Charette 2: Kampala, Uganda
The Kampala workshop placed initial emphasis on identifying the clients, followed by possible solutions for housing and the site. Previous KCC low-income housing projects were presented and workshop members offered suggestions on how to avoid excluding low-income clients or those who do not have the financial resources to contribute. The Rosario team shared their experience with political participation and how to instil a sense of ownership in their potential clients. Auto-construction, brick-making and farming was also discussed as beneficial tools during the session.
Project target & Client Selection: The 2006 target for the project was considered unrealistic for the desired quantity of housing units. If it were to be achieved, the quality would potentially suffer. The suggestion is to reach a smaller number of people within a more feasible time period. This approach might also insure replicability. For example, starting with 25 people, encouraging incremental consolidation, observing results and then doubling the project. This could be the first phase. As the central government of Kampala city is working out the technical issues of ownership and land tenure, the selection process of clients should move very quickly. A lottery system would be the fairest method. It is important to note that 80% of the candidates are in the low income sector.
Housing Design Proposals: Housing proposals should allow for the design to grow vertically and horizontally. However, proposals for mutiple story buildings might keep residents disconnected from the ground and furthermore such housing structures require a lot of front-end work. The design should clearly define joint-structures and joint-areas, however, as much freedom should be given to individuals within their plot or certain common spaces. McGill graduate student, Shannon Pirie proposed a few schematic plans on the site that is currently selected. These schemes have found solutions for irrigation from the reservoir, created off-site produce areas along the main road, dealt with the contours of the land, and create growing space between each house. Although the road and the irrigation system provide energy savings, additional alternatives such as bio-gas and solar panels were also discussed.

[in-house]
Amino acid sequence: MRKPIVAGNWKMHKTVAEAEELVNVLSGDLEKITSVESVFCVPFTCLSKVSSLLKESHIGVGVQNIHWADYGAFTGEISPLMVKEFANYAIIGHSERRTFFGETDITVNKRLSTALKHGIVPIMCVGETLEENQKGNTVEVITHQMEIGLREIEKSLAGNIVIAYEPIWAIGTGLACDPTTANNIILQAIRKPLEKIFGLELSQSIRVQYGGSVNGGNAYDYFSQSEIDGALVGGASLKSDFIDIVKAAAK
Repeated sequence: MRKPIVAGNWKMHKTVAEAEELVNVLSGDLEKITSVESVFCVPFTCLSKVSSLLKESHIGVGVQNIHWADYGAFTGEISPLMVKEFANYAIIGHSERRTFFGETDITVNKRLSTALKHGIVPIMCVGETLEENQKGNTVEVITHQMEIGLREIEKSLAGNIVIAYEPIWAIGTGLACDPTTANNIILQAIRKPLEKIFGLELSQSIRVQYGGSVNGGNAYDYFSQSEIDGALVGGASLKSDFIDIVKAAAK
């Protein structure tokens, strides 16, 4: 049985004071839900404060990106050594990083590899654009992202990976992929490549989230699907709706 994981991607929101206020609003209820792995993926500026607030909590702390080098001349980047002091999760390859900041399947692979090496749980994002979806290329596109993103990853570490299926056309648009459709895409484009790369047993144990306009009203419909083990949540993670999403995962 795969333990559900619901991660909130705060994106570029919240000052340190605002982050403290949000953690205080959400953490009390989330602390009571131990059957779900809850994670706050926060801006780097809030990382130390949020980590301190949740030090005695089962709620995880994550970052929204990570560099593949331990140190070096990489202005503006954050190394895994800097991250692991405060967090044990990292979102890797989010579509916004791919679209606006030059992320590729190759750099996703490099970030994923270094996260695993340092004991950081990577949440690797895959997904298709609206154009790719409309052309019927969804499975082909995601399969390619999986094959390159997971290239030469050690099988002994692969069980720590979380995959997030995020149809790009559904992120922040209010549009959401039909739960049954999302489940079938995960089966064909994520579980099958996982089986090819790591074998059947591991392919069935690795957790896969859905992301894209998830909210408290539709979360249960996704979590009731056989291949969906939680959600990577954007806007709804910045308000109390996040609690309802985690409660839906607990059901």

Housing Process Approach: Securing government commitment and funding seemed to be a difficult task. At the same time, previous low-income projects that were presented at the workshop appeared to be out of line with target income groups. Given this, the challenge is to consider the least expensive way to house the poor. One method would be to sub-divide the land, offer it to the client for farming purposes, offer a standpipe, allow them to erect a “hut” and offer a short-term lease for future building and/or consolidating their home. The technical solutions of the house can be secondary on the timeline of priorities. Rosario team member, Raul Terrile, suggested using food growing or farming to promote access to housing and adds that this would be the best argument for obtaining more funding. With this approach, housing becomes a processs instead of a product. Vikram Bhatt explains, “When you look at housing as a final product instead of a long term process, you can go bankrupt overnight. The process of housing can being very minimal and grow into something solid and beautiful.”
Charette 3: Rosario, Argentina